Here are some free tools that helped me save money and work smarter during college.
Share class notes with Google Docs
Google Docs is like having Microsoft Word in your email account. Once you sign up, you have access to a word processor and spreadsheet application that can import and export files to and from Microsoft and Open Document formats. It doesn’t have all the features of Microsoft Office, but it’s good enough for most of the writing you’ll have to do during college. Best of all, you can give your friends access and editing privileges for your documents, enabling easy sharing of class notes and study guides, and efficient collaboration on projects.
A few years ago, getting notes for a class I missed meant I had to set up a time to meet, and either copy by hand or find a copy machine. Now, if I’m getting notes from a colleague who uses Google Docs, sharing notes with me takes 30 seconds and a couple of mouse clicks.
I’ve also used Google Docs to collaborate on study guides. I imported the review sheet into a Google Doc and shared it with friends. Each of us could log in, see what questions had been answered, and address the ones that remained.
Google Docs is free.
Earn money or merchandise for sharing class notes with Knetwit
Knetwit is like a giant online warehouse for sharing class notes, organized by university and course. It is free to join, because it is supported by advertising, and shares the revenue with its users. You can upload your own notes, or view notes posted by others. Each time you upload a note, you receive points, called “Koin.” Koin can be redeemed for money or merchandise at the Knetwit Store. Your notes are available to other Knetwit users, and you receive Koin each time that happens.
Knetwit is most valuable to freshmen and sophomores taking large general education classes, because there is a larger potential pool of notes to draw from. Grad students in smaller, more specialized classes will find it less useful, but can still upload their notes.
Disclaimer: Make sure you aren’t violating any university or class policies before you share your notes in this manner.
Get a permanent phone number, screen calls, and make free phone calls with Google Voice
If you’re anything like me, you moved and changed phone numbers several times during college. Updating your contacts can be a pain, and sometimes people slip through the cracks. At one point I almost didn’t get into my intended academic program because my college was trying to contact me at an outdated phone number.
Google Voice solves that problem. When you sign up, you get a free phone number that is yours for life. You then set it up to forward to the phone(s) of your choice with rules based on who is calling and what time it is. You can even screen calls by listening to voicemail messages as they are being left and interrupt if you want to talk to the caller. Google Voice can also receive text messages and forward them to your cell phone.
Google Voice is useful if you’ve moved to a new area and want to keep your old cell phone number but also have a local number for things like apartment security gates.
If you have a computer and an internet connection, you can use Google Voice to make free phone calls within the US. This involves some setup, detailed here.
Google Voice is currently available by invitation only. You can request an invitation here.
Use email as a backup for term papers and projects
Hopefully you’ve never had the experience of losing a critical assignment to a lost or corrupted flash drive. I have, and that’s why I always use my Gmail account to keep a backup. Here’s how it works:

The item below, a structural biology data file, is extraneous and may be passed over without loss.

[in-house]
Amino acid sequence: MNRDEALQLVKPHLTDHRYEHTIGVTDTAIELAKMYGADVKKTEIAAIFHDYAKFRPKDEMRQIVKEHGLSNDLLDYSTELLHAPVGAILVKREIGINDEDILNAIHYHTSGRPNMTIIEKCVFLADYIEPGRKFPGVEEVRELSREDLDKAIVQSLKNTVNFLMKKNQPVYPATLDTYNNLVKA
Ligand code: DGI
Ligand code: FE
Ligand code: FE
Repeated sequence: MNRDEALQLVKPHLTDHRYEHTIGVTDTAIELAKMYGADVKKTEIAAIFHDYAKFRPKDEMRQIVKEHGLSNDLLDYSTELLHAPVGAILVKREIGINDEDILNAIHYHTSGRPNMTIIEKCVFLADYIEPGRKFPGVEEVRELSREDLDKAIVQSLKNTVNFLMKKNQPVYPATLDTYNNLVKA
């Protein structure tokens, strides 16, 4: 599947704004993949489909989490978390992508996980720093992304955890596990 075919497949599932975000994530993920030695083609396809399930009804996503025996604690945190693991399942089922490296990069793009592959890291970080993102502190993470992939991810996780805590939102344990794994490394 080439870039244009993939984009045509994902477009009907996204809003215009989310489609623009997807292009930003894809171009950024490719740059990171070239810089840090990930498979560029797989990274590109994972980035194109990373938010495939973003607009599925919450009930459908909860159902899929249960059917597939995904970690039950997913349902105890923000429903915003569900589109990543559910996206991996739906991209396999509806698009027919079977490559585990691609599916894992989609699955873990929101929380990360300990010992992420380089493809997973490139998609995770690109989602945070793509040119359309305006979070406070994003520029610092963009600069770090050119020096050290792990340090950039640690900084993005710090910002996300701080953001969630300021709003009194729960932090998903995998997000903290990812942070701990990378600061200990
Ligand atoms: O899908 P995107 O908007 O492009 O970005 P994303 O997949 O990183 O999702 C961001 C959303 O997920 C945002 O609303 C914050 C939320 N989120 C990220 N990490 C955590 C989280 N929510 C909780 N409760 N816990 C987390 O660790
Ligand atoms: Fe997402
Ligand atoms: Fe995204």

- When you finish working on an assignment, attach a copy of the file to an email and send it to yourself. You can use the subject line for keywords that will help you find it in your mailbox later. You an also use Gmail’s labels or Yahoo’s folders to make a category just for your backups.
- Each time you change the file, delete the email and send an updated copy.
If you lose, forget, or damage your flash drive, you can retrieve and print the assignment from any computer with an internet connection.
Keep business and pleasure separate with virtual desktops
Are you the type of student who likes to keep email, Facebook, Twitter and LOLCats open while you work on school assignments? Ever wish you had multiple monitors so you could keep your fun stuff open on one while you slave away undistracted at the other?
Virtual Dimension allows you to separate your open programs and windows into multiple desktops as if you had multiple monitors. You can switch between them with a mouse click or a keystroke.
Right now, I have my email, calendar and Facebook open in one virtual desktop, and I’m blogging in the second. That helps me stay focused on writing without getting distracted by extra buttons in my task bar.
Virtual Dimension is free and can be downloaded here: http://virt-dimension.sourceforge.net/
Run your favorite programs from a flash drive with Portable Apps
A portable app is a program that has been adapted to run from a flash drive, allowing you to carry around your favorite programs, preferences, and bookmarks and use them on any Windows computer. Many open source programs are available as portable apps, including web browsers like FireFox, office suites like Open Office, and image editing and developer tools like the GIMP, Kompozer, and Notepad++. You can set up your flash drive to include only the programs you want.
Portable Apps is free. You can learn more and download it at PortableApps.com.
Save money with open source software
Last summer, I blogged about how I’ve saved over $1,200 by using free, open source alternatives to commercial programs. This includes using Open Office instead of Microsoft Office, and free developer tools like Kompozer and the GIMP instead of Dreamweaver and Photoshop. Read the full post here.
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